The government's new National Security Strategy employs the same hysteria about cybersecurity that we've seen from other governments.
The Prime Minister has flagged "potentially devastating cyber-attacks" as a priority in the government's new National Security Strategy and announced the establishment of new "Australian Cyber Security Centre" to combine existing cyber security functions across Attorney-General's and its agencies the AFP, the Australian Crime Commission and ASIO, and Defence.
Launching the strategy in a speech this morning, the Prime Minister warned that "malicious cyber activity will likely be with us for many decades to come, so we must be prepared for a long, persistent fight" and that the government would "work closely with industry and international partners to develop a set of global ‘norms’ for online behaviour."
, posted belatedly by the Department of Prime Minister and Cabinet states:
"The growing number of malicious cyber incidents has juxtaposed the dangers of a hyper-connected world against the considerable economic and social benefits afforded by the Internet. Our national security and law enforcement agencies are now focusing more urgently on how best to combat cyber-based threats, but not at the expense of Australians’ privacy and the broader benefits the online environment brings ...
"Foreign intelligence services and criminal organisations can use the Internet to infiltrate systems, extremists can more easily coordinate, communicate and radicalise, and the Internet can be a means to promote hate and division among community groups."
The establishment of a new cyber security agency in particular raises significant questions because it would combine a variety of different roles and personnel operating under different remits and laws: ASIO officers, for example, have very different functions and restrictions compared to the Australian Federal Police, while Defence's primary civilian cybersecurity role is currently provided via the Defence Signals Directorate's Cyber Security Operations Centre, which acts as the government's in-house cybersecurity watchdog and coordinates responses to major cyber attacks. The DSD is currently not permitted to gather intelligence on Australians.
The strategy also speaks of "international cooperation in the investigation of cybercrime offences, including through our accession to the Council of Europe’s Convention on Cybercrime". Legislation for Australia to accede to the cybercrime convention was passed last year and, among other things, enabled foreign governments to demand the retention of information of Australians' internet usage.
The government currently has over 40 proposals to expand national security laws up for consideration by a parliamentary committee, many of them revolving around increasing law enforcement and intelligence agency powers to monitor and record Australians' internet usage. The committee's report has been delayed beyond the end of 2012.
Cybersecurity was one of three priorities identified by the Prime Minister in her speech. The first was effective partnerships both domestically and internationally aimed at more efficient use of resources. "The National Security Decade was a time of rapid ramp-up in resources," she said, referring to the post-9/11 period. "Now, inevitably, we are in a period of consolidation and we need to get the most value out of every dollar expended. "
The third priority was "enhanced regional partnerships", though clearly anchored in our support for the United States, specifically singled out as "our ally" by Gillard, compared to "China, Indonesia, India, Japan and Korea", with whom she said we are "building deeper relationships."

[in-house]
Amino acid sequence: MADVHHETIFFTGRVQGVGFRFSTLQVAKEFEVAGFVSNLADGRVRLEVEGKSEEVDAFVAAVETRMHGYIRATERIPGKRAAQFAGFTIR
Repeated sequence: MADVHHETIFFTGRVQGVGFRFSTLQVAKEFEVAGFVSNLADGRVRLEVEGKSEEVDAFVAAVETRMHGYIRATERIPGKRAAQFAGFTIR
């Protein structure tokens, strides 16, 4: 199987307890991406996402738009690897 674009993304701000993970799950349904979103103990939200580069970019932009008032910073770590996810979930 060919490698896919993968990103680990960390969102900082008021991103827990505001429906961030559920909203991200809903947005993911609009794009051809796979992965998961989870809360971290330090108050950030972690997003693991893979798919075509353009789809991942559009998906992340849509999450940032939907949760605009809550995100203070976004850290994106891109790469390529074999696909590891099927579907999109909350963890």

The strategy also flags greater information sharing across not merely government but with the private sector, saying:
"National security agencies must be able to manage and share information securely and quickly with domestic and international partner agencies. More information sharing is also needed between government and business to create a common national risk picture and focus our collective efforts."
The Prime Minister's rhetoric about cybersecurity matches increasing efforts from other western governments to portray cybercrime, "cyberwarfare" and "cyberterrorism" as imminent threats not just in economic terms, but as possible sources of mass casualty attacks. Such efforts are frequently used as justification for laws extending government control of critical infrastructure (one of the Australian government's 44 proposals) and curbing online privacy, as well as increased funding for cybersecurity companies at a time when other defence contractors are dealing with more austere fiscal environments.
Examples of how claims of potential "mass casualty" cyberattacks have proven false are easy to track down
As a number of sceptics have pointed out, much of this hysteria
involves conflation of a range of quite separate threats, from old-fashioned espionage, to fraud, to actual terrorism, to online activism. This also raises questions about the remit of any new cyber-bureaucracy, given it will potentially be dealing with everything from spying to credit card theft to terrorism and activism.
The Prime Minister's rhetoric about developing "global norms" for online behaviour also echo the rhetoric of other governments, most notably France's then-president Nicolas Sarkozy, who in 2011 claimed the internet freedom advocates believed the internet to be "a parallel universe, freed from the rule of law".
In fact, the online world has norms, and many of them; they are simply norms that governments and corporations dislike, because they are norms that reflect the reality of easy, rapid distribution of information and global interconnectedness, rather than the norms of centralised control.